Lieberman countered that nothing in the financial services space is truly innovative because it’s built on processes and services that have been around for centuries. She argued that the difference lies in the responsibility that rests in the hands of banks.

“Fintechs have permission to fail. They can try and try again,” Lieberman said. “Banks, not so much. They have completely different responsibilities and ways of doing business. It’s like the older versus younger sibling — what is permitted for one isn’t permitted for another.”

“There’s no such thing as black and white, only shades of gray,” she said.

How Banks and Fintechs Can Collaborate for Good

While a friendly rivalry can encourage innovation, fintechs and traditional banks can boost their accomplishments by working together, particularly when it comes to serving communities that are historically unbanked or underbanked.

Lisa Mensah has seen this firsthand. In a session about collaboration in financial services, the president and CEO of Opportunity Finance Network said that many of the small businesses her organization works with have become wary of fintechs after getting rapid loans that ultimately hindered their growth.

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“Many of our members have seen the negative side of this,” Mensah said. “There is suspicion and caution and fear. They’ve seen the side that didn’t work.”

Mensah’s organization works with community development financial institutions (CDFIs), which often have different needs than traditional lenders. Many of the businesses Opportunity Finance Network works with need not only financing but also additional support and knowledge about what is available to them.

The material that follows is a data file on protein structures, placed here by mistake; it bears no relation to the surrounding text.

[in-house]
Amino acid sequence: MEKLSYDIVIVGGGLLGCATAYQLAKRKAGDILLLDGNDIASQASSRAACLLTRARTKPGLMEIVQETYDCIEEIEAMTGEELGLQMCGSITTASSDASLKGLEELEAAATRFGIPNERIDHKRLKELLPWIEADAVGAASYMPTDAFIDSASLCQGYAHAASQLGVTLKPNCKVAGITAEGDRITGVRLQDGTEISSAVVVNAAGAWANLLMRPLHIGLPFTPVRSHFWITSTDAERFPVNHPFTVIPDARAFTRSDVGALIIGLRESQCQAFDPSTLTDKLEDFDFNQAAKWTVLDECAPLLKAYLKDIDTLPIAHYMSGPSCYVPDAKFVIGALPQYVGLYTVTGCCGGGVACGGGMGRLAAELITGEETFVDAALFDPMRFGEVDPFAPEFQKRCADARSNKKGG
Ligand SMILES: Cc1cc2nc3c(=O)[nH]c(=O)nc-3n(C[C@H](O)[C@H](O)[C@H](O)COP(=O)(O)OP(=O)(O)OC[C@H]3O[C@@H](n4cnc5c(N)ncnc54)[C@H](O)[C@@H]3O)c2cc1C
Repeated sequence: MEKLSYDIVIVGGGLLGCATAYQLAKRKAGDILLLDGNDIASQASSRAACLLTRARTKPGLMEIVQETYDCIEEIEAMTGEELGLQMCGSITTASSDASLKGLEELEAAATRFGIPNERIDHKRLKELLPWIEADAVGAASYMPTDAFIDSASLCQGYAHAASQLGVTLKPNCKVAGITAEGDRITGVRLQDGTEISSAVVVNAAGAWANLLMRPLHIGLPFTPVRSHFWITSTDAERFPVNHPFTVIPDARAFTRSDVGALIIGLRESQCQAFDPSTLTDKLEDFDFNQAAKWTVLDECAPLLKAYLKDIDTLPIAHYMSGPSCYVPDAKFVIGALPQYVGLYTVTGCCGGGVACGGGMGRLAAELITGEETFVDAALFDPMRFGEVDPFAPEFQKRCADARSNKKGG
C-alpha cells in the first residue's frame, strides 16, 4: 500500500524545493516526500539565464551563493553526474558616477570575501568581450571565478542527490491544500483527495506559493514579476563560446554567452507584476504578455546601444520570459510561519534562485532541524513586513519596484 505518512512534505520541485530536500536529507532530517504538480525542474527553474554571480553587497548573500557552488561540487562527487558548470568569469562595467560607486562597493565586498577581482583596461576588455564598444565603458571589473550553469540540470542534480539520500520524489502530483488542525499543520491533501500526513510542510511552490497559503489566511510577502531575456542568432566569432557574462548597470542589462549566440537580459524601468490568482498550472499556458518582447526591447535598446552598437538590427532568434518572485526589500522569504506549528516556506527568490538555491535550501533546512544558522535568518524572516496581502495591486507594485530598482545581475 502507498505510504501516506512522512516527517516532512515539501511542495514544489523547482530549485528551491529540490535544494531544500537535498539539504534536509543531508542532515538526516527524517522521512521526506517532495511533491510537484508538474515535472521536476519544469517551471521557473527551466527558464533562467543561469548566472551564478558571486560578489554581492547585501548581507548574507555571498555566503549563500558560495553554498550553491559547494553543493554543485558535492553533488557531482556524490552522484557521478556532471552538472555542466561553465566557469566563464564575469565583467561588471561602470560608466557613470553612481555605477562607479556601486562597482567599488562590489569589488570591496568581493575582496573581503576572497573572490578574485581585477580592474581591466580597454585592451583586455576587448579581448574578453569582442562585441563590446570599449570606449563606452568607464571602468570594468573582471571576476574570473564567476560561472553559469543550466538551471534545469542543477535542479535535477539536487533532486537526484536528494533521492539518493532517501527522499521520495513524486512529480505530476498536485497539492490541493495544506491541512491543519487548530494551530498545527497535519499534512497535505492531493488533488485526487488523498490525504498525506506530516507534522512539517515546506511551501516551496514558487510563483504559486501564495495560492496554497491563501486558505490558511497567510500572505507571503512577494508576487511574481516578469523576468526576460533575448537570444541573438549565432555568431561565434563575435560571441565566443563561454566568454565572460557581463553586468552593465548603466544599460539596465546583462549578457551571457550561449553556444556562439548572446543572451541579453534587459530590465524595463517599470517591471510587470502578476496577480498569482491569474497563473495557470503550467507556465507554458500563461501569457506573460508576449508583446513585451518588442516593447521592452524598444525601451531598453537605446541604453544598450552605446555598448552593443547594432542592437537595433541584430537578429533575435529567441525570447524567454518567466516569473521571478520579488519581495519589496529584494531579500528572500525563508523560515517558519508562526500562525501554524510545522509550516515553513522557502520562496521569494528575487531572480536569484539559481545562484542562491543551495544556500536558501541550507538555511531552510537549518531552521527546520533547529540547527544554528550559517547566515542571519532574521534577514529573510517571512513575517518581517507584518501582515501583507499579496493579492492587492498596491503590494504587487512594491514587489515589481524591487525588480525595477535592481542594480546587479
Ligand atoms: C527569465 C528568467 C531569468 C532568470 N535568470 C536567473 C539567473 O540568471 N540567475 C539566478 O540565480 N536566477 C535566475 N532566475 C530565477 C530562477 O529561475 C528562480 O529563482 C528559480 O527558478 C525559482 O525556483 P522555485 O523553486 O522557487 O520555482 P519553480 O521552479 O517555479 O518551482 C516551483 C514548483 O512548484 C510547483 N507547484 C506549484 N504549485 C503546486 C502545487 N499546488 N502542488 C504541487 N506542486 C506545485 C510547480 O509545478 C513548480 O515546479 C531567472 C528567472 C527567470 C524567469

“We typically come to customers with not just the money, but with the services, with notices, with market help if they need it,” Mensah said. One business needed what Mensah referred to as “capital-plus.”

“They needed not just capital, but they needed to be called about the PPP. They needed to know there was a service. They needed the terms of their existing debt stretched,” she recalled. “It’s not just a number.”

Early-stage fintechs that want to partner with financial institutions such as CDFIs need to understand the mission of these organizations. That’s also true of fintechs that want to partner with big banks to grow their organizations.

“As you walk into a big bank, you have to understand its perspective and where it’s coming from,” said Maria Gotsch, president and CEO of Partnership Fund for New York City. “Acknowledge those things up front.”

Gotsch said that one mistake many young companies make is that they see their product through their eyes alone, instead of positioning it within the context of a prospective partner.

“What often gets lost is, why should anyone else but them care about the product?” she said. “Your potential customer or partner is only going to care about what you’re doing if it’s solving a problem for them.”

Partnering with the right organization can not only help banks and fintechs grow, but also can lead to positive outcomes in communities. The financial services siblings may have a healthy competition, but they are most successful when they work hand in hand.